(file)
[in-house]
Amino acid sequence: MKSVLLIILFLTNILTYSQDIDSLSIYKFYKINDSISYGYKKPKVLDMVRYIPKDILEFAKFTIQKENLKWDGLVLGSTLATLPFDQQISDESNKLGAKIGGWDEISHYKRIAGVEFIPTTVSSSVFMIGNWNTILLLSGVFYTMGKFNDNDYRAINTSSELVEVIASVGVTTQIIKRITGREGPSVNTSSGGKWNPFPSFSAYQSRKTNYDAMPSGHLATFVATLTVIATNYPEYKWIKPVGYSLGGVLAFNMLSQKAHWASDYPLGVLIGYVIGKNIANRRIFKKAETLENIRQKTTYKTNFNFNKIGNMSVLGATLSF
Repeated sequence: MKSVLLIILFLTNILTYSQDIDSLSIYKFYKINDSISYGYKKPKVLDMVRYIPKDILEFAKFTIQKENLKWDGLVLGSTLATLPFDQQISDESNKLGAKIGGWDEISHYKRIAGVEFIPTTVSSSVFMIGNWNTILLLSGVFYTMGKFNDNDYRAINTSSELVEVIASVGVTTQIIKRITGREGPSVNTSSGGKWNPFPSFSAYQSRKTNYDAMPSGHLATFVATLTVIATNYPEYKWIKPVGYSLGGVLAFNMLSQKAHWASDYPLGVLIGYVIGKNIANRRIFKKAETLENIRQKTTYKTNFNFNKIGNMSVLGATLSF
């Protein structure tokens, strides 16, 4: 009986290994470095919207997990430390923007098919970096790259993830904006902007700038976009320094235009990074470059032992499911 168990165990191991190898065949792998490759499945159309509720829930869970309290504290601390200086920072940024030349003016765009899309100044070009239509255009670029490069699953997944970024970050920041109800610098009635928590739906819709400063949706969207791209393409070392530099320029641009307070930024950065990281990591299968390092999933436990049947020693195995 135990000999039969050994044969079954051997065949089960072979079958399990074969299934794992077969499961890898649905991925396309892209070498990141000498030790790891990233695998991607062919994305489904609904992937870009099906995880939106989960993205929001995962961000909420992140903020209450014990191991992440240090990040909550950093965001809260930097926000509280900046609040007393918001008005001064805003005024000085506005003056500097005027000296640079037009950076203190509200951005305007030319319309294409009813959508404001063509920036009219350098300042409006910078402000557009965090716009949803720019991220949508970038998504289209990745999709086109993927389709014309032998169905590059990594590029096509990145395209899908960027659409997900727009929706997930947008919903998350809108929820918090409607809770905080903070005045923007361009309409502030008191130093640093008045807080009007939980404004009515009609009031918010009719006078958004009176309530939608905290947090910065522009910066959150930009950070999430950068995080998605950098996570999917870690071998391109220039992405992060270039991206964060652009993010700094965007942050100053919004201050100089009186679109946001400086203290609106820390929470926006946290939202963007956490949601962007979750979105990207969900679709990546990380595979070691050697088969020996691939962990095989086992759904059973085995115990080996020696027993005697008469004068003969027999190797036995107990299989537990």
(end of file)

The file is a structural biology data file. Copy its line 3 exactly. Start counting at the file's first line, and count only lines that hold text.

Repeated sequence: MKSVLLIILFLTNILTYSQDIDSLSIYKFYKINDSISYGYKKPKVLDMVRYIPKDILEFAKFTIQKENLKWDGLVLGSTLATLPFDQQISDESNKLGAKIGGWDEISHYKRIAGVEFIPTTVSSSVFMIGNWNTILLLSGVFYTMGKFNDNDYRAINTSSELVEVIASVGVTTQIIKRITGREGPSVNTSSGGKWNPFPSFSAYQSRKTNYDAMPSGHLATFVATLTVIATNYPEYKWIKPVGYSLGGVLAFNMLSQKAHWASDYPLGVLIGYVIGKNIANRRIFKKAETLENIRQKTTYKTNFNFNKIGNMSVLGATLSF